Receptor-Dependent G-Protein Activation in Lipidic Cubic Phase

Javier Navarro, Ehud M. Landau, Karim Fahmy

Biolpoymers 67, 2002, pp 167-177.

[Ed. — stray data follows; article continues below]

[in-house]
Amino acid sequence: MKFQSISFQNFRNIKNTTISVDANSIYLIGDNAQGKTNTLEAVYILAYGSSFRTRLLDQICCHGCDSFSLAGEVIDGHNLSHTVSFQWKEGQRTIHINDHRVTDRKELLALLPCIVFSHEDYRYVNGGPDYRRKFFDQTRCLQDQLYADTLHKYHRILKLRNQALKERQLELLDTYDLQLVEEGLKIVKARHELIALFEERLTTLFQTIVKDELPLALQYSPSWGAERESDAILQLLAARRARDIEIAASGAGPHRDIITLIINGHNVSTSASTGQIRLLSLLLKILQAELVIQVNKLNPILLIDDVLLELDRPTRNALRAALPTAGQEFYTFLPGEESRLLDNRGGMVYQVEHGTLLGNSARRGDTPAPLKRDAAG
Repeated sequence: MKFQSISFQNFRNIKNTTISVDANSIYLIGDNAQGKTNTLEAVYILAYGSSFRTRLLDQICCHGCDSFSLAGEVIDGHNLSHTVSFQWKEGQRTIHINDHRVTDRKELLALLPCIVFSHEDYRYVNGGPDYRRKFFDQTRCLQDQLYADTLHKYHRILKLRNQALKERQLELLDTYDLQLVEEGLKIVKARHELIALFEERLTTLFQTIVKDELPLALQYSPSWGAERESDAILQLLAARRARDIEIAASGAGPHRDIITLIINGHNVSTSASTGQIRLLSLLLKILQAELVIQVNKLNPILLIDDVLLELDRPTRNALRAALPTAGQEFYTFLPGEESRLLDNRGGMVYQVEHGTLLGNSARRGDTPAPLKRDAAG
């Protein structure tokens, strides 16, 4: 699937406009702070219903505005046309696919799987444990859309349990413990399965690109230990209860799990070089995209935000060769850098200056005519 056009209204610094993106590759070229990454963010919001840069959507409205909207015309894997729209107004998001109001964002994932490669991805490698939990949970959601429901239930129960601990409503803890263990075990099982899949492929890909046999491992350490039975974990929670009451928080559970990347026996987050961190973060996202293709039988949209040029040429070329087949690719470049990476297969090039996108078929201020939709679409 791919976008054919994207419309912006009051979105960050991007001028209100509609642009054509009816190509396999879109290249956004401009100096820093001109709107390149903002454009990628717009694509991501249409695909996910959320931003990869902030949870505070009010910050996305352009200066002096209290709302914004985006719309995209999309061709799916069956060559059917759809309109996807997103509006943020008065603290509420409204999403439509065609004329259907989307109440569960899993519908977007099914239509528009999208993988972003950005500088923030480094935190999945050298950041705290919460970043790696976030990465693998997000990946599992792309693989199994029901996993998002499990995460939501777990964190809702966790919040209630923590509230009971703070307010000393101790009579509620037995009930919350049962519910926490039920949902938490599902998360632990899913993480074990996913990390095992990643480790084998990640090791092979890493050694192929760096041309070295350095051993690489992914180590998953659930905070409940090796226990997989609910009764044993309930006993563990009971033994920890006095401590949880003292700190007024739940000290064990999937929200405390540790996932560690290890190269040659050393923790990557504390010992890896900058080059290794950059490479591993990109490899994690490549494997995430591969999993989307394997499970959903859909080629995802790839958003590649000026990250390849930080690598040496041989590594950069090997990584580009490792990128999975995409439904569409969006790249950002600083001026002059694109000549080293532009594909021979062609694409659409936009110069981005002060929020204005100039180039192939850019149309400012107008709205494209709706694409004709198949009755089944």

Abstract: The primary step in cellular signaling by G-protein-coupled receptors (GPCRs) is the interaction of the agonist-activated transmembrane receptor with an intracellular G-protein. Understanding the underlying molecular mechanisms requires the structural determination of receptor G-protein complexes that are not yet achieved. The crystal structure of the bovine photoreceptor rhodopsin, a prototypical GPCR, was solved recently and the structures of different states of engineered G-proteins were reported. Posttranslational hydrophobic modifications of G-proteins are in most cases removed for crystallization but play functional roles for interactions among G-protein subunits with receptors, as well as membranes. Bovine rhodopsin is reconstituted into lipidic cubic phases to assess their potential for crystallization of receptor G-protein complexes under conditions that may preserve the structural and functional roles of hydrophobic protein modifications. Three-dimensional bilayers of a bicontinuous lipidic cubic phase are successfully employed for crystallization of membrane and soluble proteins. UV-visible absorption and attenuated total reflection Fourier transform IR difference spectroscopy reveal that light activation of cubic phase reconstituted rhodopsin results in the generation of a metarhodopsin II-like state. Via diffusion along aqueous channels, transducin couples efficiently to this photoproduct as evidenced by the nucleotide-dependent increase of transducin fluorescence. Thus, rhodopsin transducin interactions do not crucially depend on the presence of sn1 and sn2 acyl chains, phospholipid head groups, or membrane planarity. Because lipidic cubic phases preserve the essential functional and structural properties of native rhodopsin and transducin, they appear suitable for the detergent-free crystallization of receptor G-protein complexes carrying a normal pattern of hydrophobic modifications.